Helpline open 9am – 5:30pm Monday to Friday
Webchat available: Mon 9am-1pm, Wed 1-5.30pm, Fri 9am-1pm
As 10th September marks World Suicide Prevention Day, I felt the overriding urge to take pen-to-paper (or whatever the modern-day e-Equivalent is) and write about a subject which is too often pushed aside as taboo – mental health.
I never really know where to begin with these things, but I'll try with the reason why the topic is so close to my heart. Sadly in 2007, we lost my Dad, Alan Bennett, to depression – a well-grounded and loving family man, his passing crippled us all in a way we never could have imagined.
Ever since, I’ve been an active advocate for mental health and well-being (probably to the annoyance of half the population of LinkedIn), and have tried to promote and fundraise for the good causes which tackle the issue as much as I can. I’m a firm believer that mental illness doesn’t discriminate, in the same way as cancer’s cruel discretion – nobody can claim to be immune to it.
Is it really that big an issue?
Worryingly, it’s estimated that every year, 1 in 4 of us will experience a mental health problem. Even more worrying a statistic is that suicide is the single biggest killer of men aged under 45 in the UK – think about it: that’s ahead of cancer, cardiac, respiratory and all other diseases.
To add more context closer to home in the legal sphere, recent research (from the likes of the Junior Lawyers Division) has found that:
How should we approach mental health?
As an Employment lawyer, I suppose I should turn to a topic about which I have at least some margin of know-how.
“Mental health in the workplace” is a hot-topic at the moment – and rightly so. The source of mental health problems for many individuals stems from underlying struggles at work.
So, what can we do? There are plenty of steps both businesses and individuals can take. On the one hand, employers should consider:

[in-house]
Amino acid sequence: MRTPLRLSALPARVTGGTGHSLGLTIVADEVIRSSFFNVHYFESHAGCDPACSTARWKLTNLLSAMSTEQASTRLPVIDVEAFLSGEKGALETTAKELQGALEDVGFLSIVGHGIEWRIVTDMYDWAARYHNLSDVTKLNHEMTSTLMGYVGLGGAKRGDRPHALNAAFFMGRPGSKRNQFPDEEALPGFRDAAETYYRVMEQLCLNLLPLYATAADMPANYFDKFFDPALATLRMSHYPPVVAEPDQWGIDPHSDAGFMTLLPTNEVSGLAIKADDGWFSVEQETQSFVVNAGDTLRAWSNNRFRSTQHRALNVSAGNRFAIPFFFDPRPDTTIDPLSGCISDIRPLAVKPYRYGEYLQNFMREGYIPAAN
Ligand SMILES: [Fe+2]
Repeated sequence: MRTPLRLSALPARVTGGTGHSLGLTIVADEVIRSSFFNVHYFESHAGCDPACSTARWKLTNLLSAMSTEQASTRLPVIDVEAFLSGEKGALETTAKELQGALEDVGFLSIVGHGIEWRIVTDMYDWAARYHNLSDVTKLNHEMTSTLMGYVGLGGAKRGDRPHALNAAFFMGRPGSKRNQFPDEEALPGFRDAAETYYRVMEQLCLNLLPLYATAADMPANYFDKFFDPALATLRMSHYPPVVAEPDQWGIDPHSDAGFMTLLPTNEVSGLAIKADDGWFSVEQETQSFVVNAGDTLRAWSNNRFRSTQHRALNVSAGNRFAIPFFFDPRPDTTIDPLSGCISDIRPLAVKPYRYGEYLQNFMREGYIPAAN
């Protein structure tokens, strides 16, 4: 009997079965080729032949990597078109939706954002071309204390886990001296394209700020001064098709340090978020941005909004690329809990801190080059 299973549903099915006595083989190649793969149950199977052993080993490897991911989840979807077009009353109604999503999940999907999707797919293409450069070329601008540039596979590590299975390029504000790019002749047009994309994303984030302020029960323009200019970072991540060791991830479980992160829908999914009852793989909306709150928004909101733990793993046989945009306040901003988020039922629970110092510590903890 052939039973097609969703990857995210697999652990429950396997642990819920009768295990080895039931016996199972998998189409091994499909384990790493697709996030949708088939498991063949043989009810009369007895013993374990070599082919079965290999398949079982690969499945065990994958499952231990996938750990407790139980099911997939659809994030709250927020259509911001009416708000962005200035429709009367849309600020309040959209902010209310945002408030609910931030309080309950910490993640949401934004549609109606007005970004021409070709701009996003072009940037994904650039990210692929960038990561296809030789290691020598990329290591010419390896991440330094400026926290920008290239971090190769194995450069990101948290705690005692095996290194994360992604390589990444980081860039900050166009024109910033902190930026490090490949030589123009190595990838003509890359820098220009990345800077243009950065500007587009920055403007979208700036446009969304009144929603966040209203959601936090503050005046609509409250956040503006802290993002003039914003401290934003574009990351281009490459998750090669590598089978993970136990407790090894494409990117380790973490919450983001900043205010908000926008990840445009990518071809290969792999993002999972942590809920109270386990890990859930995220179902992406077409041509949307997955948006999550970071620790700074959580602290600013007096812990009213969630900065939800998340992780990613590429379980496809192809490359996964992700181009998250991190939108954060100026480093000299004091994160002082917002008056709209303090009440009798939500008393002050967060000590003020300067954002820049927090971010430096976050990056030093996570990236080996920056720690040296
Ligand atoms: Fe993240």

The benefits to businesses of doing the above are endless. As well as the obvious advantage of improving the well-being of its staff, promoting mental health:
As for employees, useful to-do list entries could include:
Will things improve?
Sadly, the reality is that, despite the ever-growing progress we’ve made over recent years, hundreds of thousands of people are still struggling daily – a struggle which is undoubtedly worsened by the stigma which still exists surrounding mental health (not to mention the already-scarce resources of the NHS).
Not all is doom and gloom though – organisations like LawCare, and charities like Mind, are pivotal and have made a huge effort in bringing an end to the shame that’s attached to those who suffer. Equally, with thanks to the efforts of many famous/ public individuals like Princes William and Harry, we’re seeing that society is opening up even more about mental health, and is sobering up to the truth that everyone can suffer in some way or another.
If you (or someone you know) are ever struggling, no matter how trivial you think the issue is, please reach out – there’ll always be someone ready to listen and willing to help.
Gethin BennettSolicitor, Capital Law
Subscribe to our free quarterly newsletter and updates
You can change your mind at any time by clicking the unsubscribe link in the footer of any email you receive from us, or by contacting us at firstname.lastname@example.org. We will treat your information with respect. More information about our privacy practices is on our website. By clicking below, you agree that we may process your information in accordance with these terms.’